This Christmas I was all set to spend in Mumbai. The midnight mass was becoming a regular fixture, unless of course I was in Hyderabad meeting people important to the important people in my life. (That line almost had an Inception-isque tone to it!!!) Anyway, I was about to meet Sheila, someone would have been brave enough to go with me. And then suddenly I had to travel to Bangalore on work. Frankly, I did not mind. This was one city where my Christmases had been spent dressed up as Santa. And while I can’t be the Grand Old Man again, I thought it will not be bad to see Christmas outside the IIMB campus.

And when you walk all around your favourite places in the city with one of your closest friends, Christmas indeed seems magical. In fact, two of us felt that we were back to the place where it all started. And Christmas just got better on Boxing Day. I managed to have the most awesome Bisibelle Bhath at another friend’s house, after having successfully travelled to Yellhanka and then realizing Yellehanka is not Hebbal as much as the auto driver and the bus conductor would want to make me believe. And finally to top it all off, the Christmas weekend dinner was at Sues, the only Caribbean restaurant I have ever liked with possibly the best Christmas Plum Cake I have had this year. See real food is as important as food for thought :)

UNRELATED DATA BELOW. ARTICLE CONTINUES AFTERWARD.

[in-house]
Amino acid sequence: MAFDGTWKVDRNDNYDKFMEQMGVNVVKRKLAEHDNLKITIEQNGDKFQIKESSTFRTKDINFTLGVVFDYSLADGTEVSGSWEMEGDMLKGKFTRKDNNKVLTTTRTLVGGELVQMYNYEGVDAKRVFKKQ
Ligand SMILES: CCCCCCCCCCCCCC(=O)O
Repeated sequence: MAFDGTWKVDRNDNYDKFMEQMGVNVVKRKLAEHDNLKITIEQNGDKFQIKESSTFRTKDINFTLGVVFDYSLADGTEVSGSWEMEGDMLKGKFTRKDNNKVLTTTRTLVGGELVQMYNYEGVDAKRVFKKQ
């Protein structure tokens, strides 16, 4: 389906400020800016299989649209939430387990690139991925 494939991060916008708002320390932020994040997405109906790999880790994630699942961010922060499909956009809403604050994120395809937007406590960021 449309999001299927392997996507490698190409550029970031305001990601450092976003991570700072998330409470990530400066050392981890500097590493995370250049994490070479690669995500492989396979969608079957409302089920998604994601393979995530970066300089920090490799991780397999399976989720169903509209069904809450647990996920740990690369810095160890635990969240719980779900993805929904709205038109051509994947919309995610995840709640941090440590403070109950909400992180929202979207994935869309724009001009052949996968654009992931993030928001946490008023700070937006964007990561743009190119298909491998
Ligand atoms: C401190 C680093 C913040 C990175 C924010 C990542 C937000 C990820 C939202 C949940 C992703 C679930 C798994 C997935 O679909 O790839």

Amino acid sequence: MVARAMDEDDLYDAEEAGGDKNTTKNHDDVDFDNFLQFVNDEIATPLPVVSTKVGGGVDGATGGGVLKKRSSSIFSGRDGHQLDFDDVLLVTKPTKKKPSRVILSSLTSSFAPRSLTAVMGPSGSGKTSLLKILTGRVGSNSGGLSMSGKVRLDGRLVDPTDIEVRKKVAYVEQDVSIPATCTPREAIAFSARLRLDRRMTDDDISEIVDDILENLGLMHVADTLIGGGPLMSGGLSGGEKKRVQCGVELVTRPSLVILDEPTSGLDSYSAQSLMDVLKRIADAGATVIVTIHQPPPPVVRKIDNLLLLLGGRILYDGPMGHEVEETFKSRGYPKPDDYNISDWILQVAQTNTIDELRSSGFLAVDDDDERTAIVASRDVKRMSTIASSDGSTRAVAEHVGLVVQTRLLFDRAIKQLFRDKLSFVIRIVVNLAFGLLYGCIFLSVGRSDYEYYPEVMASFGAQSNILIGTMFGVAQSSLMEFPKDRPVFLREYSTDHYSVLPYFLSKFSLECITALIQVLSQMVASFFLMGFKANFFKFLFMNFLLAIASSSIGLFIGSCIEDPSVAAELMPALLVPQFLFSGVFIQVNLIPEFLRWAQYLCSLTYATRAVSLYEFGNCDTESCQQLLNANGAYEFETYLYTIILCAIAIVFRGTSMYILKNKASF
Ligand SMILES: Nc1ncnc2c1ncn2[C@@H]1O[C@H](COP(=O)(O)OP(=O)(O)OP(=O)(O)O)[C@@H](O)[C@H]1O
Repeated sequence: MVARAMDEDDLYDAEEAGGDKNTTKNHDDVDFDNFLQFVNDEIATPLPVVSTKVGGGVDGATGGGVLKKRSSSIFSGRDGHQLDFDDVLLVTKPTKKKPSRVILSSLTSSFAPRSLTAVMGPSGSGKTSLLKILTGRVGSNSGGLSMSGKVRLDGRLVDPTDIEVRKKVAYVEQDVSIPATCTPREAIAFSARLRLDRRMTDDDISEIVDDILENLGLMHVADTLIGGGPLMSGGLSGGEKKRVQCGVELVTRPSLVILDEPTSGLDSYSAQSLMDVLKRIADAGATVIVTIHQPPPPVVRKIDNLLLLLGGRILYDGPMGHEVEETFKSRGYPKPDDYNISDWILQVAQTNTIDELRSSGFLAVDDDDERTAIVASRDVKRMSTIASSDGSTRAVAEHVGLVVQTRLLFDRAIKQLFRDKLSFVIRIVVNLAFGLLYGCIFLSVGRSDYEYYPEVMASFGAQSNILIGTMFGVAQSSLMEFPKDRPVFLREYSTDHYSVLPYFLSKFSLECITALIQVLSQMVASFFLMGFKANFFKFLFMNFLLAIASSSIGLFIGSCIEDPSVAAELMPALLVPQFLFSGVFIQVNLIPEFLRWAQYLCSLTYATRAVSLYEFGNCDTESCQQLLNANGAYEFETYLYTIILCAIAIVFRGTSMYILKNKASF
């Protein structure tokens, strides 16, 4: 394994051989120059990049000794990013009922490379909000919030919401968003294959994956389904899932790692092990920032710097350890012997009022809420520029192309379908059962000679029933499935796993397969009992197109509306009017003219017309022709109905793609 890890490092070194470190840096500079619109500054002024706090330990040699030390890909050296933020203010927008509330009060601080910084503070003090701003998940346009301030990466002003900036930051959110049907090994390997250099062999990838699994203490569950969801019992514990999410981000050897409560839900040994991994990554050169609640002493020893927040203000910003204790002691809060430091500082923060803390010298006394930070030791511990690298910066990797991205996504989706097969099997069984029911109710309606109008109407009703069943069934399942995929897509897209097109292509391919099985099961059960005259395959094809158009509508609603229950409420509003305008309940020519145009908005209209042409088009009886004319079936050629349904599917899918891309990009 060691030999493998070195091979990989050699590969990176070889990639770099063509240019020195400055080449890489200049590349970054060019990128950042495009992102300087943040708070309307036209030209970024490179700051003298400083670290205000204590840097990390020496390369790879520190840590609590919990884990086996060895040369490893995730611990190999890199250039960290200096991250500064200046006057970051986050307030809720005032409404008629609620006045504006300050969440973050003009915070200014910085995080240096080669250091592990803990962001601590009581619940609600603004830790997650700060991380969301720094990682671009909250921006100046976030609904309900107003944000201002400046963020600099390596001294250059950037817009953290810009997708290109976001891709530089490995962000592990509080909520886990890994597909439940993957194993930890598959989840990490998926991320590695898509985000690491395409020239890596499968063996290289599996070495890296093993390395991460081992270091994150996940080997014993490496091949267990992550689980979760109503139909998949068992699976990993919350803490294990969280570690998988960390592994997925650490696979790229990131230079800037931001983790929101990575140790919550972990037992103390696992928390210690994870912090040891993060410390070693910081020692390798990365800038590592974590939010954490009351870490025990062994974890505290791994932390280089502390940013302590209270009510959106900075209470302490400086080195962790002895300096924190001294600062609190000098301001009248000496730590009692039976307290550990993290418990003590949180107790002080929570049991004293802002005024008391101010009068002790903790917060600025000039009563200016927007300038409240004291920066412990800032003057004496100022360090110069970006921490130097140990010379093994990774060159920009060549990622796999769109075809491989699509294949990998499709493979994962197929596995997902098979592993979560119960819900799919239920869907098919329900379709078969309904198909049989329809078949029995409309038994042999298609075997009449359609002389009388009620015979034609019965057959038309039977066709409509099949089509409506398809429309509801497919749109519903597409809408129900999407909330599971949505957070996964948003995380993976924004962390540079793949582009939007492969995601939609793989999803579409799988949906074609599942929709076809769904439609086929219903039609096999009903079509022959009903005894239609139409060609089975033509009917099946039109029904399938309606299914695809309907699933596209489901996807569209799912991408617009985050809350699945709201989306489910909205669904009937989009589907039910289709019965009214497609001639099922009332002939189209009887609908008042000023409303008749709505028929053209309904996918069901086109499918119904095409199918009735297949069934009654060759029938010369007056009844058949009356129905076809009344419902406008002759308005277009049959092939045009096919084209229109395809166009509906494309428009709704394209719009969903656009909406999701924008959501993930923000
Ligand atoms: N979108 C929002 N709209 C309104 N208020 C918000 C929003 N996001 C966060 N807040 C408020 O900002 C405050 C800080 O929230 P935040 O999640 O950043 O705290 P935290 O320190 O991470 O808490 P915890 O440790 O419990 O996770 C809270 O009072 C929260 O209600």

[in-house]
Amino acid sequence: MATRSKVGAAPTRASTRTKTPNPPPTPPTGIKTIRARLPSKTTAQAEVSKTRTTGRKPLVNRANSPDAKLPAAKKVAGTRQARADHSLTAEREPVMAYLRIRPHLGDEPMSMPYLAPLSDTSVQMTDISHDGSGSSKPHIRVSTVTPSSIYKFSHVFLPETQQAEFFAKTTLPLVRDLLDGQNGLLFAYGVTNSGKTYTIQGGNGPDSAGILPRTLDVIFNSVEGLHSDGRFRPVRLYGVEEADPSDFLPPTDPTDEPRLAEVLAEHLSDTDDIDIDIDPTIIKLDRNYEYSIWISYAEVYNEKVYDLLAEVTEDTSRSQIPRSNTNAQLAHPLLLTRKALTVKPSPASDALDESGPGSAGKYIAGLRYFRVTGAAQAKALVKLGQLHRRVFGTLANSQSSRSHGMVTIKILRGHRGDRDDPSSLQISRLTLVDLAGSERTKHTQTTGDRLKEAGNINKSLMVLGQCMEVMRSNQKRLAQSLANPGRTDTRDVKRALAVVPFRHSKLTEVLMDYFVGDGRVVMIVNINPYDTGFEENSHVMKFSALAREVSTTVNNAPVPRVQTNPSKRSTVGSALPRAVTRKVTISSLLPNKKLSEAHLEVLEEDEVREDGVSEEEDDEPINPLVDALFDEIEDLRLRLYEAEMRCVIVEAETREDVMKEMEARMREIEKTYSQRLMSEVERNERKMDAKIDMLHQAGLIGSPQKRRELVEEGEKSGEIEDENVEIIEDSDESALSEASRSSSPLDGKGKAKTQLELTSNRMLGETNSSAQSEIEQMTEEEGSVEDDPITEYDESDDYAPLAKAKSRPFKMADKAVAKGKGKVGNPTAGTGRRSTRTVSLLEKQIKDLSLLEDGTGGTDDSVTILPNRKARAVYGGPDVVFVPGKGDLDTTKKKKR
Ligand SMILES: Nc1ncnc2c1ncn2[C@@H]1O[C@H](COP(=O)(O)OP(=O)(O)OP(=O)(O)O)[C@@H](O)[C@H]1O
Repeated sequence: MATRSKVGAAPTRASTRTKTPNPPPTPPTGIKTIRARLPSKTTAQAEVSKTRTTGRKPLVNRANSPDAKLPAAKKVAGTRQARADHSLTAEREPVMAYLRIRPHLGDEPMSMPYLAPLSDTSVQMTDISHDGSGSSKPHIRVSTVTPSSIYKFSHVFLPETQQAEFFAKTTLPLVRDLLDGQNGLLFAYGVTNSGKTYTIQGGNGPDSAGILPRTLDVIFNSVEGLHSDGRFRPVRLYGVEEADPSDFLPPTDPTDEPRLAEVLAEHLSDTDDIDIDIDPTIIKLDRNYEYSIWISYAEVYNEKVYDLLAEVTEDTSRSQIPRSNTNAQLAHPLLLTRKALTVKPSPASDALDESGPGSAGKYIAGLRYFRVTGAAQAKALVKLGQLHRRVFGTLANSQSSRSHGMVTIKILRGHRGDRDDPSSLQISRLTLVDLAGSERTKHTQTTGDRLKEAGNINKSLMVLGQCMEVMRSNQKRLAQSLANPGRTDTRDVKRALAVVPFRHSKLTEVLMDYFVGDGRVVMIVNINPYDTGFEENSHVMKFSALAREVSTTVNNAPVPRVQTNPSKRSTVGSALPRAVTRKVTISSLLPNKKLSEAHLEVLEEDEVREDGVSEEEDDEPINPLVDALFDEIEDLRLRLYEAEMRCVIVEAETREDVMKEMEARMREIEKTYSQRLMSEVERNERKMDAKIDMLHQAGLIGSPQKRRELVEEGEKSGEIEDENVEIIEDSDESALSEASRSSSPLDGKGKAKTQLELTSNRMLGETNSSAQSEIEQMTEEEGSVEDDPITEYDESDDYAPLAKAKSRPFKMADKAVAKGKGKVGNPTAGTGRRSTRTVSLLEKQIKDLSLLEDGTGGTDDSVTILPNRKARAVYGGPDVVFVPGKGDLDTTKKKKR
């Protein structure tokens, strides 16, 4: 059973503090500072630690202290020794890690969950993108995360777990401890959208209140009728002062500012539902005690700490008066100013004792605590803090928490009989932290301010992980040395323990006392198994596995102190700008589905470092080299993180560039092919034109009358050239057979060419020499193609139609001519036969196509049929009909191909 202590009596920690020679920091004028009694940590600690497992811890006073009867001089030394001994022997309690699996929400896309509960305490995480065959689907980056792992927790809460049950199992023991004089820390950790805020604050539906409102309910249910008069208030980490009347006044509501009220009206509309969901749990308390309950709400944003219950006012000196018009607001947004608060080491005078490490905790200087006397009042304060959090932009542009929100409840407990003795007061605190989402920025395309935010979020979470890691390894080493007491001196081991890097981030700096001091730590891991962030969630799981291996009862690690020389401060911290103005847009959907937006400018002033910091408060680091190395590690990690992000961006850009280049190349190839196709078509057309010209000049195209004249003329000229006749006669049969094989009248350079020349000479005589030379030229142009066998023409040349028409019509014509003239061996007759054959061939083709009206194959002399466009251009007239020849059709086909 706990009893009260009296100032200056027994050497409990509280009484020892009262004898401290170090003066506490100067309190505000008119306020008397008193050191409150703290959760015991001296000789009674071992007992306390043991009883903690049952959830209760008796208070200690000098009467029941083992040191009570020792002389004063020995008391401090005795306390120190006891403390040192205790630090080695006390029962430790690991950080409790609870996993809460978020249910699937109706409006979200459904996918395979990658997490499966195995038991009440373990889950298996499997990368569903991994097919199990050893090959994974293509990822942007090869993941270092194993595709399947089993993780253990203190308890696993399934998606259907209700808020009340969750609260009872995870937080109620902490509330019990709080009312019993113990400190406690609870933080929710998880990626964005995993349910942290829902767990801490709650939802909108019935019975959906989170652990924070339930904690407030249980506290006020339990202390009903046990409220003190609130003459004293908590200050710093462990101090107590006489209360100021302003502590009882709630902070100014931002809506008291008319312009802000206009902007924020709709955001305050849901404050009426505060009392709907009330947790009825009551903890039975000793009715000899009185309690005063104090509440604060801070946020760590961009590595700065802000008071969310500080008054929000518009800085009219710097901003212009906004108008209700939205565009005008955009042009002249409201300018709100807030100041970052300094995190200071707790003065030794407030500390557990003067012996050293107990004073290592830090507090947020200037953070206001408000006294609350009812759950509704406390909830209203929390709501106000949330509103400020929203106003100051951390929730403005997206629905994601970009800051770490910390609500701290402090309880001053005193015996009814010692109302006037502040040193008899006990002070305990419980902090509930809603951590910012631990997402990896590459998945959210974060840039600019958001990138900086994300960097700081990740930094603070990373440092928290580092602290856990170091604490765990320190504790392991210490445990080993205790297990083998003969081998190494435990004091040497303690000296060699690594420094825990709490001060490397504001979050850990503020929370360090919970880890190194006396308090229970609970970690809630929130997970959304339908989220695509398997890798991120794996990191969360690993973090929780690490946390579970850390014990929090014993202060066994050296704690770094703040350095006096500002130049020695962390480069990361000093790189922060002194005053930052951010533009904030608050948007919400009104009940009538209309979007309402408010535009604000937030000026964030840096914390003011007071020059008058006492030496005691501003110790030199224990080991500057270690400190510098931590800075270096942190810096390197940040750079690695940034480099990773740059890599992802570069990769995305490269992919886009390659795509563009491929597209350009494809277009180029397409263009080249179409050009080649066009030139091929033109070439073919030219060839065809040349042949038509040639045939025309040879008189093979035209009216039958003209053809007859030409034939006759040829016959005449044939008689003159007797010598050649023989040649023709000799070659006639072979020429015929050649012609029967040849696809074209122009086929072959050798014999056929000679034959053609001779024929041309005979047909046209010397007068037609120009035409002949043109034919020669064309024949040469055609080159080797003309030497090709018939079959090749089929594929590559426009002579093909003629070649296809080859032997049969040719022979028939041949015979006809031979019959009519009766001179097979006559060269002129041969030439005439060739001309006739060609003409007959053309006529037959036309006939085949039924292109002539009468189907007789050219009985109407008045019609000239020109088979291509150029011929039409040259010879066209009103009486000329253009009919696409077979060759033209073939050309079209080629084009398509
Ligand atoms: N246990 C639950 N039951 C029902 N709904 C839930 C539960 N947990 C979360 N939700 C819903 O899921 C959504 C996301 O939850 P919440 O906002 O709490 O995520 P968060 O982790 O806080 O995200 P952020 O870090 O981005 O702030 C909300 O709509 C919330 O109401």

The funny part is that the only city I have seen embrace Christmas in its entirety is Calcutta. Both Mumbai and Bangalore seem to be trying hard to show they celebrate Christmas but a few Christmas trees and thin Santas in malls don’t make Christmas. So it was left to me to find my own Christmas in Bengaluru.

My idea of Christmas is essentially Roman Catholic and often I am guilty of pre assuming that everywhere it will be the same and as I walked across the roads in Bangalore in the hope of hearing the bells of a Midnight Mass I figured how good the human race was adapting customs.

Recent reports in the newspapers seem to suggest that this is the time when India spends more than even Diwali. Perhaps it’s true. The temperatures bring down the rage that boils within this tropical country for most part of the year and the mood all around seems to be cheerful. People spend; in fact the Indian today is not afraid to spend and retailers and manufacturers across are trying to get a pie of this ever increasing rate of consumption.